The interactive timeline is a fantastic addition.

The Dream Collection Extras:

Unlike Super Mario All Stars for the Wii, Kirby’s Dream Collection boasts a good amount of additional content on the disk.  Kirby’s Return to Dreamland introduced Challenge Rooms to the franchise.  In these rooms, Kirby takes a power to its limit by running through an obstacle course collecting medals and killing enemies in pursuit of a high score.  These Challenge Rooms have made their way over to the Dream Collection with some new challenges.

There is also a well presented timeline chronicling all of Kirby’s games throughout the years.  It also details important world events in those years as well as Nintendo’s major releases.  Each game is complimented with interactive box art and trailers.  There are even three episodes of the Kirby TV show, Kirby: Right Back at Ya! to watch.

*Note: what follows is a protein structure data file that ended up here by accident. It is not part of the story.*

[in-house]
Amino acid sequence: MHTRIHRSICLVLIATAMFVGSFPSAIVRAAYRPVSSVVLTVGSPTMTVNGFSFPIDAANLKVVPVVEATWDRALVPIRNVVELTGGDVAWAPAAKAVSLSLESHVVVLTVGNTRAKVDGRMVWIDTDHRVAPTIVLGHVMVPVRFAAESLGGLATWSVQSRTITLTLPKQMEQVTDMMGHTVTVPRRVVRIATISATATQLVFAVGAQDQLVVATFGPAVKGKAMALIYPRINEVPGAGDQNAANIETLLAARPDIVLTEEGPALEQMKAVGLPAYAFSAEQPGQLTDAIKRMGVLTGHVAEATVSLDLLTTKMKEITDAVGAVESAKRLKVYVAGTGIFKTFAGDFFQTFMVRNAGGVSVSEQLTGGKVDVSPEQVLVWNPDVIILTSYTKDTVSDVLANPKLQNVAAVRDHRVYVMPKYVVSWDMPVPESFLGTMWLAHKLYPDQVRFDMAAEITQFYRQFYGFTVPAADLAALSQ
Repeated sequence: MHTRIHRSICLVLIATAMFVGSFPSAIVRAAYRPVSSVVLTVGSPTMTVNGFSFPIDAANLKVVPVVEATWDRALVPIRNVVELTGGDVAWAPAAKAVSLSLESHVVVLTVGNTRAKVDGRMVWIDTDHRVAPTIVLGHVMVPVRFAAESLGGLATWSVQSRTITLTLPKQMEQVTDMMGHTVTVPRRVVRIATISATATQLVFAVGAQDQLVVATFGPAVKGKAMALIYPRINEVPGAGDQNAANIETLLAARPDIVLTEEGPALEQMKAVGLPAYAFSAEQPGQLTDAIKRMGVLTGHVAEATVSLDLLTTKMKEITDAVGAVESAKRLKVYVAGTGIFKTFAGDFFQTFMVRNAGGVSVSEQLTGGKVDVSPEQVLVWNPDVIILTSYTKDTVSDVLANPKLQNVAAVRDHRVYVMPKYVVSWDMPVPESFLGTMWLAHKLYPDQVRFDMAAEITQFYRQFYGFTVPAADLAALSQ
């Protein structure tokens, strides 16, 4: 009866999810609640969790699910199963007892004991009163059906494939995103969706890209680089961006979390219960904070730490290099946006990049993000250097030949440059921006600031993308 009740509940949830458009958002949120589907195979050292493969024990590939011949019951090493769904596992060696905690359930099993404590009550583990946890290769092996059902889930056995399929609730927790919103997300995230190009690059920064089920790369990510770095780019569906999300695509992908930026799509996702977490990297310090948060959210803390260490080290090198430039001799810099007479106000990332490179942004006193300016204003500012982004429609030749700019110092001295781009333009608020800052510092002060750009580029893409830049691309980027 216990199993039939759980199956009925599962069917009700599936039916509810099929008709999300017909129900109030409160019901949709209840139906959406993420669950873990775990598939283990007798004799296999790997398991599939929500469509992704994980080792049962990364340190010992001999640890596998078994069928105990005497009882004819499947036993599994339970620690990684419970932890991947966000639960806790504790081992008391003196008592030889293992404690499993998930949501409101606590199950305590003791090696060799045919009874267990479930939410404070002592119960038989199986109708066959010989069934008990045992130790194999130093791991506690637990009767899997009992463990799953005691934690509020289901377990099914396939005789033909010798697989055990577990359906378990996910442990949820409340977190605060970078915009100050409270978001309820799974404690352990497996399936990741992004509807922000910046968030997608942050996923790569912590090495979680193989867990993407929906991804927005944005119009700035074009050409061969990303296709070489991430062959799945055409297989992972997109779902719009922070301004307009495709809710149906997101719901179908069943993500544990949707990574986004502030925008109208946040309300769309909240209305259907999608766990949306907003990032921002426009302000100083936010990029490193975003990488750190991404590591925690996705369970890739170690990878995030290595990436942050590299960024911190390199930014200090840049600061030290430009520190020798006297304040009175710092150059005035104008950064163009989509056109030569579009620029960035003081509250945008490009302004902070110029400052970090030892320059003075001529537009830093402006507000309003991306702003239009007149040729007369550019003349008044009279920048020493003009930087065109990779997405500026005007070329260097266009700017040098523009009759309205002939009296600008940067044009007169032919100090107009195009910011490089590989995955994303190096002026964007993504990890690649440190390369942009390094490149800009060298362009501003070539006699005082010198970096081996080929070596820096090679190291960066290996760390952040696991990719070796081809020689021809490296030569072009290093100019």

While not on the disk, an art book and soundtrack CD are also included in the box.

The Whole Package:

Kirby’s Dream Collection sets the new standard for Anniversary Collections on Nintendo consoles.  Kirby’s collection makes it seem like Nintendo didn’t even really try with Mario All Stars port.  Kirby’s collection boasts great packaging artwork, a good soundtrack and art book, an interactive timeline, and 6 good to great games all in one place.  Its clear that the folks at HAL Laboratory took great care in giving Kirby a great Anniversary title.

Adam has been playing video games for 20 years. While a Nintendo fan at his core, he strives to see the good in every game and system. You can follow him on Twitter or check out his Youtube channel by clicking the icons above.